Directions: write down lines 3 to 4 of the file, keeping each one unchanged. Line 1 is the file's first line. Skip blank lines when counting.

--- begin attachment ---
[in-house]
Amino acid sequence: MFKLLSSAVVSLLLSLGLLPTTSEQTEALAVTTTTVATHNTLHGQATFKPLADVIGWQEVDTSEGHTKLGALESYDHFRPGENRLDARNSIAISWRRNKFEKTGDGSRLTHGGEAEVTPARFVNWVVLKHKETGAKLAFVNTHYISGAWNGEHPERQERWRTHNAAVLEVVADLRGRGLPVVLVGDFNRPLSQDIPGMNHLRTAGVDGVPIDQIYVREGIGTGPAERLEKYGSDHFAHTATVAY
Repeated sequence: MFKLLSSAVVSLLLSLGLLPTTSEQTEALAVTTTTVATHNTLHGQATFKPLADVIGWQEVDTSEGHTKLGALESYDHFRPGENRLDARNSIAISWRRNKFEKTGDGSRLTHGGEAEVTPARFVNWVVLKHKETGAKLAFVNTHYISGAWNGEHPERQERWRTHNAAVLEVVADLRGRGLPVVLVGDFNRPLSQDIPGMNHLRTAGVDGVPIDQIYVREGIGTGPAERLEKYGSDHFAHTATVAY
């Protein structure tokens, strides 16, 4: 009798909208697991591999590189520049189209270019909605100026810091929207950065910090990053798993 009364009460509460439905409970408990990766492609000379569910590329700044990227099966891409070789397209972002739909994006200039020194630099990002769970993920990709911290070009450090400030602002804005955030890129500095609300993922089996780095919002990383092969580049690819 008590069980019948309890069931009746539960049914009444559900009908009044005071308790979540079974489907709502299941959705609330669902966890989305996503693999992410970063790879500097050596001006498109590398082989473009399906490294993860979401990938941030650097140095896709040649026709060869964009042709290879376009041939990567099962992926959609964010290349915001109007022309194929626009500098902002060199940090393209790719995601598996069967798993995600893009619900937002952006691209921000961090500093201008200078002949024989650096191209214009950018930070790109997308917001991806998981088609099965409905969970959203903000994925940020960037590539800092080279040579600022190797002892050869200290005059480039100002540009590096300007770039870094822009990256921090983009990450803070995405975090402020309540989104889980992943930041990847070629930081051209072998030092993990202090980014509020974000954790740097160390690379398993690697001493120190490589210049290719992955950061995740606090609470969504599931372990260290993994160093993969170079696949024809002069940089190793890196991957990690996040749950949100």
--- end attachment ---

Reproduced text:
Repeated sequence: MFKLLSSAVVSLLLSLGLLPTTSEQTEALAVTTTTVATHNTLHGQATFKPLADVIGWQEVDTSEGHTKLGALESYDHFRPGENRLDARNSIAISWRRNKFEKTGDGSRLTHGGEAEVTPARFVNWVVLKHKETGAKLAFVNTHYISGAWNGEHPERQERWRTHNAAVLEVVADLRGRGLPVVLVGDFNRPLSQDIPGMNHLRTAGVDGVPIDQIYVREGIGTGPAERLEKYGSDHFAHTATVAY
């Protein structure tokens, strides 16, 4: 009798909208697991591999590189520049189209270019909605100026810091929207950065910090990053798993 009364009460509460439905409970408990990766492609000379569910590329700044990227099966891409070789397209972002739909994006200039020194630099990002769970993920990709911290070009450090400030602002804005955030890129500095609300993922089996780095919002990383092969580049690819 008590069980019948309890069931009746539960049914009444559900009908009044005071308790979540079974489907709502299941959705609330669902966890989305996503693999992410970063790879500097050596001006498109590398082989473009399906490294993860979401990938941030650097140095896709040649026709060869964009042709290879376009041939990567099962992926959609964010290349915001109007022309194929626009500098902002060199940090393209790719995601598996069967798993995600893009619900937002952006691209921000961090500093201008200078002949024989650096191209214009950018930070790109997308917001991806998981088609099965409905969970959203903000994925940020960037590539800092080279040579600022190797002892050869200290005059480039100002540009590096300007770039870094822009990256921090983009990450803070995405975090402020309540989104889980992943930041990847070629930081051209072998030092993990202090980014509020974000954790740097160390690379398993690697001493120190490589210049290719992955950061995740606090609470969504599931372990260290993994160093993969170079696949024809002069940089190793890196991957990690996040749950949100």